As the coronavirus seems to be receding, many questions will now arise. Some quite surprising. For instance, who – other than the historical greats like St. Benedict, St. John of the Cross, Dostoyevsky, Solzhenitsyn – knew that confinement could have beneficial effects? And in so many ways? Inspiring spiritual reflections (here, here, here, and here). Good practical advice (here, here, here, here). And much (gallows) humor: (here, here, here, and here).
And that’s just scratching the surface. We’re not as poor and mean and savage as we sometimes seem, even to ourselves.
A legitimate Christian debate is underway about whether the virus is a “chastisement” for the many sins of the modern world, even in Christian and formerly Christian nations. In the nature of things, we can’t say for sure, unless we receive some message from on high. But whether God sent the plague or has merely permitted it, He must want good things to come from it. And in unexpected ways they already have.
On the personal side, the virus has made me, I’m convinced, healthier than before (antsiness aside): no exhausting professional travel; no crowded planes with their own pathogens; no nights in foreign hotels, and dinners in restaurants; more regular work, food, rest, and exercise; quiet time at home. Even a few better spiritual habits. Among things I once said I’d do “if I had the time,” I’ve learned the Hebrew alphabet (אלף – בית, hard labor, believe me). Simple OT passages are next – unless I forget what I’ve learned before I get around to that.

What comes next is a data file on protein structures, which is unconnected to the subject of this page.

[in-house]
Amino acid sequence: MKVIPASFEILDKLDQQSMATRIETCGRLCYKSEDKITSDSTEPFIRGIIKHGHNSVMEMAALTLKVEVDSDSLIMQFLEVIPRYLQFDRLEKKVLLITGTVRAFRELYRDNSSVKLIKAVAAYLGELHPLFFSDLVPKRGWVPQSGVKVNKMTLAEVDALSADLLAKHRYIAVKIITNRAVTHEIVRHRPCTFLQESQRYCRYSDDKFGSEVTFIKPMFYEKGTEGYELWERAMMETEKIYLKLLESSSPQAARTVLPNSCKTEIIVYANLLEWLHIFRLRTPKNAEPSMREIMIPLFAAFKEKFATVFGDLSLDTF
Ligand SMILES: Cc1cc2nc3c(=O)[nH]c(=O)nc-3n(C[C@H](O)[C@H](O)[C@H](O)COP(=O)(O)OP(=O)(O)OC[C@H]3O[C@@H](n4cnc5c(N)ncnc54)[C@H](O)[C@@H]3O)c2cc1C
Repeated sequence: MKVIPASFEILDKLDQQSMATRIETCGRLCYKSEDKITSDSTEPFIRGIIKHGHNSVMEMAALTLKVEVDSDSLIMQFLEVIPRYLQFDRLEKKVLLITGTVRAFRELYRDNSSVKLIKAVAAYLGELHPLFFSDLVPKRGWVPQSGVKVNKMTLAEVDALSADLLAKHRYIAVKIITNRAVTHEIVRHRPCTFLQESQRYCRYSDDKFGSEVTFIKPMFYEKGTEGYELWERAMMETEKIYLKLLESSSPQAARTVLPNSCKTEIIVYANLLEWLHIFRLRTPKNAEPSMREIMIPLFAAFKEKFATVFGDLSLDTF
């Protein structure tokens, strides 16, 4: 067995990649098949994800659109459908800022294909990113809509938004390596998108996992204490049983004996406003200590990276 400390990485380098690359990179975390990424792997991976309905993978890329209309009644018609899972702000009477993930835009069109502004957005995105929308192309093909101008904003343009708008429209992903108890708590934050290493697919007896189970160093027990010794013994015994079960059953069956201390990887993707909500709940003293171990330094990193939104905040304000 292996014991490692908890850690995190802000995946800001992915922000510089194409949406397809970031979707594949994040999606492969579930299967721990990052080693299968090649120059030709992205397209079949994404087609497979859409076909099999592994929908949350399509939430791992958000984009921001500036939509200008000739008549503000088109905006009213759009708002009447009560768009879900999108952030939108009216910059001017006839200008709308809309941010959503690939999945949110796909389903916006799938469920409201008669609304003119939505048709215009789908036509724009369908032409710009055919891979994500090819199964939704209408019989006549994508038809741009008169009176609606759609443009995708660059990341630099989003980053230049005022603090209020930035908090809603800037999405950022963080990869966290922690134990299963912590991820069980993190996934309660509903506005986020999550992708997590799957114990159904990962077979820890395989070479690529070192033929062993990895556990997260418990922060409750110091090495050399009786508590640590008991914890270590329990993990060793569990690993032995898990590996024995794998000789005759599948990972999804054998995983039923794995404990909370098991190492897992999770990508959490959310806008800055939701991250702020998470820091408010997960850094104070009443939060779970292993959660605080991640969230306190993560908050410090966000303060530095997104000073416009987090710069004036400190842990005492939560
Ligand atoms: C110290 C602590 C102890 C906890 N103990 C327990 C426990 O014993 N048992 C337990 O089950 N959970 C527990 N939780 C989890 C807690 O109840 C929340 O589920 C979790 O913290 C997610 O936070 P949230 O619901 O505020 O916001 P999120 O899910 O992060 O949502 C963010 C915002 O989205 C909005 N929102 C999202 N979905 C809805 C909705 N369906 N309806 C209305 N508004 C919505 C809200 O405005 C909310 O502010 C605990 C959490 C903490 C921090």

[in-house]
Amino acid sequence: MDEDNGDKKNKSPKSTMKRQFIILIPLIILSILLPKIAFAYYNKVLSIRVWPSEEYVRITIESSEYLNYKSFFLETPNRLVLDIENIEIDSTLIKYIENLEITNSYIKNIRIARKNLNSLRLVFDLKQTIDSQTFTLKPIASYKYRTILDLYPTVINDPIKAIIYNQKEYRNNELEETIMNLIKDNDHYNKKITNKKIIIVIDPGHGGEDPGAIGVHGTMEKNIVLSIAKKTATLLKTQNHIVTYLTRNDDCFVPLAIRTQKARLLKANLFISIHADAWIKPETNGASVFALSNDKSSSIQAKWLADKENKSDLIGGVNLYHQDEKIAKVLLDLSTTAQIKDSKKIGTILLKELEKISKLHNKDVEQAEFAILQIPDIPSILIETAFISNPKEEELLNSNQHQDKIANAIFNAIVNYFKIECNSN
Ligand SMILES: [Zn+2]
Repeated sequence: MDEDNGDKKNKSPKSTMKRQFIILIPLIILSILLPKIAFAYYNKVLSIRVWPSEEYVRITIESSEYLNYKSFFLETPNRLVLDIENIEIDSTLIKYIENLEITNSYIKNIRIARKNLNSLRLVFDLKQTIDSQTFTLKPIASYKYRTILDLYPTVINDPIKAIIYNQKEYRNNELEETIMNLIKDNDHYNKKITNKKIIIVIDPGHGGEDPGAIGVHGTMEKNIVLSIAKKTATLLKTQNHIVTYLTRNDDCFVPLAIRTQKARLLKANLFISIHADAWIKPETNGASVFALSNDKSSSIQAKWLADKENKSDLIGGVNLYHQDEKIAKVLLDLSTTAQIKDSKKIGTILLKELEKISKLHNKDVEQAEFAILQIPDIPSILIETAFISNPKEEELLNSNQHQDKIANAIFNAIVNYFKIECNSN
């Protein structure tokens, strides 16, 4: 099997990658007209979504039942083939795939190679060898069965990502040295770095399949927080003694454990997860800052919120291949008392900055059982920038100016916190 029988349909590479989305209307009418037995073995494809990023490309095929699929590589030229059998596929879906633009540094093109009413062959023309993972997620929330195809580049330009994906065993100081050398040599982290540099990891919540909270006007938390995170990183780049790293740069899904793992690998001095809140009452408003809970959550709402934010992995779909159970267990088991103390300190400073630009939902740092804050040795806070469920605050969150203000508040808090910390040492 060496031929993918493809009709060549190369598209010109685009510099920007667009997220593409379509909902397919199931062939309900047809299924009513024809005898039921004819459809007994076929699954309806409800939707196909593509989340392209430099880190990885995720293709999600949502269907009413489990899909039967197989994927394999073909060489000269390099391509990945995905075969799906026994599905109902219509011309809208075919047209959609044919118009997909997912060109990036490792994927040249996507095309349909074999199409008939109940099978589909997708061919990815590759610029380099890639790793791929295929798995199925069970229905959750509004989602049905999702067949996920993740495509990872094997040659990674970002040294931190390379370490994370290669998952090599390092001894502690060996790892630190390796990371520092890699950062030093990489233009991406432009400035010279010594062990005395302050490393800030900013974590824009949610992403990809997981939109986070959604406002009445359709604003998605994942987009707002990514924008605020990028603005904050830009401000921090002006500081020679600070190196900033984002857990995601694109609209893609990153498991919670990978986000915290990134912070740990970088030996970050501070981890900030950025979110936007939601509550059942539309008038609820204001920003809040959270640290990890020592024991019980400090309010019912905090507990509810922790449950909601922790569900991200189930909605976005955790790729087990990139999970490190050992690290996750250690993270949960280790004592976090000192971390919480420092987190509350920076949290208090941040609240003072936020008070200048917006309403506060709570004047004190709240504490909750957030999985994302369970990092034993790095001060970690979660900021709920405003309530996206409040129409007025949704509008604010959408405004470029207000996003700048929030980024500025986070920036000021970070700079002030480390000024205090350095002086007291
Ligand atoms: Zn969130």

I’m curious what benefits TCT readers too think they’ve gotten from this odd time. We’ve focused a lot on losses: deaths, hospitalizations, closings, financial threats, isolation, disruptions. Terrible, to be sure, but maybe we can put all that aside, at least for a moment.
There have been public benefits – in the Church and the world – as well. Not least that the virus is going to force us to rethink many things we took for granted not long ago.
Just a partial list:
The Mass. No one previously expected that, in essence, the whole world would have to do without regular Masses. The palpable feeling of spiritual deprivation that has emerged not only in this country but in several foreign nations as well, indicates that the Mass is not as marginal to people as we might have once thought. Some may drift away now; but many more may have a sharper appreciation when public Masses return.
Churches. Yes, there were reasons, quite good reasons, for bishops to recommend social distancing guidelines. And yes, there are places where – if churches were left open – people would not have followed guidelines and put themselves and others at risk. Still, the most faithful Catholics feel – rightly – that we could have done something more, while observing good medical advice, since for Catholics sacraments are urgent, tangible realities. The Feds are preparing in case of another viral wave next Fall. The Church needs to as well. As we’ve discovered, churches are essential.